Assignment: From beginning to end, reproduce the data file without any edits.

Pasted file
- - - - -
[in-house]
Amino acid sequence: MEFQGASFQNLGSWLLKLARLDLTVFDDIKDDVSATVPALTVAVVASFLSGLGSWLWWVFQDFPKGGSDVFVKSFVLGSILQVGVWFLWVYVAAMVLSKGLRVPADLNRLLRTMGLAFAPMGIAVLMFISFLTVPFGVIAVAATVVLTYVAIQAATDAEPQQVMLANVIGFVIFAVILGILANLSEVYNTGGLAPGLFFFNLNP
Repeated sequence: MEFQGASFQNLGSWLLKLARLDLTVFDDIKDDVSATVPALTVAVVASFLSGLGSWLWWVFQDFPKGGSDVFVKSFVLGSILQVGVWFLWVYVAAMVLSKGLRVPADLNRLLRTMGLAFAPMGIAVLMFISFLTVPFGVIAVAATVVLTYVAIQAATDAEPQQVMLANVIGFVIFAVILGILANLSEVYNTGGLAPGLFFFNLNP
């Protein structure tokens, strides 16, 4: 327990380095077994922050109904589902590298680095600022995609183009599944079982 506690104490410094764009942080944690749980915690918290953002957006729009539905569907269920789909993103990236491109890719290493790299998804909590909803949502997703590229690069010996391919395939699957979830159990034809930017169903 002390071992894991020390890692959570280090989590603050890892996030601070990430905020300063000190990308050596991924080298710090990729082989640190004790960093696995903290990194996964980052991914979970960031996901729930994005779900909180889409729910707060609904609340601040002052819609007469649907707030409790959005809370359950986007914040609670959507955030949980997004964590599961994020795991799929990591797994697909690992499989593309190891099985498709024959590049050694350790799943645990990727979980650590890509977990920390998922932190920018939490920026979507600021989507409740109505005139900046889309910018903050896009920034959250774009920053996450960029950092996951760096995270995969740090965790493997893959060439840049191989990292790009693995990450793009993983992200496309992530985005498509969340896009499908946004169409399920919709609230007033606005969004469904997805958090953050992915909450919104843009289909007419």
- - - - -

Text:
[in-house]
Amino acid sequence: MEFQGASFQNLGSWLLKLARLDLTVFDDIKDDVSATVPALTVAVVASFLSGLGSWLWWVFQDFPKGGSDVFVKSFVLGSILQVGVWFLWVYVAAMVLSKGLRVPADLNRLLRTMGLAFAPMGIAVLMFISFLTVPFGVIAVAATVVLTYVAIQAATDAEPQQVMLANVIGFVIFAVILGILANLSEVYNTGGLAPGLFFFNLNP
Repeated sequence: MEFQGASFQNLGSWLLKLARLDLTVFDDIKDDVSATVPALTVAVVASFLSGLGSWLWWVFQDFPKGGSDVFVKSFVLGSILQVGVWFLWVYVAAMVLSKGLRVPADLNRLLRTMGLAFAPMGIAVLMFISFLTVPFGVIAVAATVVLTYVAIQAATDAEPQQVMLANVIGFVIFAVILGILANLSEVYNTGGLAPGLFFFNLNP
């Protein structure tokens, strides 16, 4: 327990380095077994922050109904589902590298680095600022995609183009599944079982 506690104490410094764009942080944690749980915690918290953002957006729009539905569907269920789909993103990236491109890719290493790299998804909590909803949502997703590229690069010996391919395939699957979830159990034809930017169903 002390071992894991020390890692959570280090989590603050890892996030601070990430905020300063000190990308050596991924080298710090990729082989640190004790960093696995903290990194996964980052991914979970960031996901729930994005779900909180889409729910707060609904609340601040002052819609007469649907707030409790959005809370359950986007914040609670959507955030949980997004964590599961994020795991799929990591797994697909690992499989593309190891099985498709024959590049050694350790799943645990990727979980650590890509977990920390998922932190920018939490920026979507600021989507409740109505005139900046889309910018903050896009920034959250774009920053996450960029950092996951760096995270995969740090965790493997893959060439840049191989990292790009693995990450793009993983992200496309992530985005498509969340896009499908946004169409399920919709609230007033606005969004469904997805958090953050992915909450919104843009289909007419």